Recently, four legislators, unhappy with the Federal Election Commission’s implementation of campaign finance reform, announced their proposal to replace this body of three Republican and three Democratic commissioners with a three-person “Federal Election Administration.” Ironically, the same lawmakers who have castigated the FEC as beholden to partisan interests have now introduced a bill that would reduce the agency to a pawn for the controlling political party.
Members of the new agency, like the current commissioners, would be appointed by the president and confirmed by the Senate. One Republican and one Democratic member would each serve a six-year term, but the powerful chairman (granted a 10-year term) would certainly be of the president’s party. If the FEA were constituted today, that would mean an extraordinary advantage for Republicans, but 10 years from now a Democrat could be in the White House, and the bias could tilt the other way. Politicians of any stripe who rued the excesses of independent counsels should be wary of creating an equivalent office with a 10-year term and a mandate to investigate campaigns.
A majority vote would decide disputed issues at the FEA, and a majority would constitute a quorum. Thus, not only could the two appointees of the same party routinely outvote the minority member, they could actually hold meetings and conduct business without even having the minority present.
Moreover, under the proposal, an administrator could not remain in office for more than a year past the expiration of her or his term. Thus, a mischievous president could simply refuse to appoint a replacement for a member of the opposing party and thereby ensure that the two members of his or her party have free rein. Couldn’t happen? How many judicial vacancies have lingered for years while the president and the Senate argued about appointments?
This partisan tilt is required, according to the proponents, to address the problem of gridlock — matters being stymied by 3-3 party-line voting — at the current commission. This does occasionally happen and when it does, it is a serious and frustrating problem. The impact of gridlock on the FEC’s functioning, however, is vastly overstated.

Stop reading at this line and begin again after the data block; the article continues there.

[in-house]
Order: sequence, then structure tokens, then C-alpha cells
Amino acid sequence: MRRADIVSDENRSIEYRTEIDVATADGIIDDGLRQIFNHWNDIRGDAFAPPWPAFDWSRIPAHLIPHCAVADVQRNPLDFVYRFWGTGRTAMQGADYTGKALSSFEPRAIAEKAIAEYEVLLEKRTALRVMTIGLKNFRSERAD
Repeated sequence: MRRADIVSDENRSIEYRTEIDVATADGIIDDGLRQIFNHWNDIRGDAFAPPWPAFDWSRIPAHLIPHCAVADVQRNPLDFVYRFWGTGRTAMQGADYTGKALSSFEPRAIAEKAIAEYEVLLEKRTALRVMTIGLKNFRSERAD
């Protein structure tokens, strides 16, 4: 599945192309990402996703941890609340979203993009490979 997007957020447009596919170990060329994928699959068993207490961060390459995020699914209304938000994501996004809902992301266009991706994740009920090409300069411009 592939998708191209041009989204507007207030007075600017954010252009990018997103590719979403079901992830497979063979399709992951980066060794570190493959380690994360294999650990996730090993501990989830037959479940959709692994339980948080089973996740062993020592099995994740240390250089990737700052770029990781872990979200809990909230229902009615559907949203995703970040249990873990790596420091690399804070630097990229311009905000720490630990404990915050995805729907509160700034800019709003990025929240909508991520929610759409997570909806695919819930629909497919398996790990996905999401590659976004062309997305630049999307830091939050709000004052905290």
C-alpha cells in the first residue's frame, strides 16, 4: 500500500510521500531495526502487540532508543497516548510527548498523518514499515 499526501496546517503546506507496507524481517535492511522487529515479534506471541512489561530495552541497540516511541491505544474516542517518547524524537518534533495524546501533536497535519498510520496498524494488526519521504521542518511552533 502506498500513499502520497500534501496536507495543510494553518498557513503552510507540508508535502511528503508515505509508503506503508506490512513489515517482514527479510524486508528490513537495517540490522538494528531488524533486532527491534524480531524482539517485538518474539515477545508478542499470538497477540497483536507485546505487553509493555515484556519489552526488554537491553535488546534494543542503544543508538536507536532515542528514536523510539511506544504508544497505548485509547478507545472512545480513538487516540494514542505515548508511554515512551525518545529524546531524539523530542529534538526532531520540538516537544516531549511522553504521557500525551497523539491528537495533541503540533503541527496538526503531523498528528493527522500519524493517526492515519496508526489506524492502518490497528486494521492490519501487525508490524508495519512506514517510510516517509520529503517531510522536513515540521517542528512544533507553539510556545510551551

Fewer than 3 percent of the votes cast by FEC commissioners since 1993 have resulted in a 3-3 deadlock, and not all of them have gone down party lines. Moreover, the enhanced criminal penalties under the Bipartisan Campaign Reform Act, enforceable by the Justice Department, should provide a new check on egregious conduct.
In the vast majority of cases, the bipartisan nature of the body forces commissioners to seek common ground. It also enhances civility. Each commissioner has an equal opportunity to affect policy. And we never push through a vote before all commissioners have had a chance to read the proposal.
The pool of potential nominees to the new agency would be curiously restricted. Most current and recent commissioners would be disqualified. Also barred would be all officeholders, candidates, party officials and their lawyers until the taint of politics had faded by virtue of a four-year absence from activity. Indeed, under this plan, all those most knowledgeable about the strengths and weaknesses of campaign finance law, as well as those with current practical knowledge of how campaigns really function, would be eliminated from consideration.
Whom does that leave? The confirmation process favors stealth candidates with no track records. The proponents seem to favor ivory tower academics and retired judges. But neither professors nor judges are immune from political views. Ironically, of the three most recent commission appointees, only Brad Smith, the commissioner reformers most love to hate, would have been qualified for appointment under the criteria of their new bill.
In a reversal of how most agencies work, political operatives would be barred from serving at the top but not at the staff level. Since the chairman of the new agency would have the power to appoint the general counsel and the staff director, these two key positions that are currently filled by professionals would immediately become politicized. In addition, the bill gives the chairman the power to appoint all the new administrative law judges.
Proponents of the bill harbor the notion that politics can be removed from the appointment process if the position is prestigious enough or the term long enough. One need only look to judicial confirmation battles for refutation.
This is not to suggest that I think the FEC is perfect or that its decisions are always correct. The proposed bill has its strong points; the added enforcement powers of the proposed agency are alluring. If you believe, however, that party-line voting is endemic, the last thing you should want is an election administration where one party would win every time and the views of the other party could be ignored. The FEA bill would enshrine, not eliminate, partisanship in administering campaign finance law.
Ellen L. Weintraub is chairwoman of the Federal Election Commission. The opinions expressed are solely her own.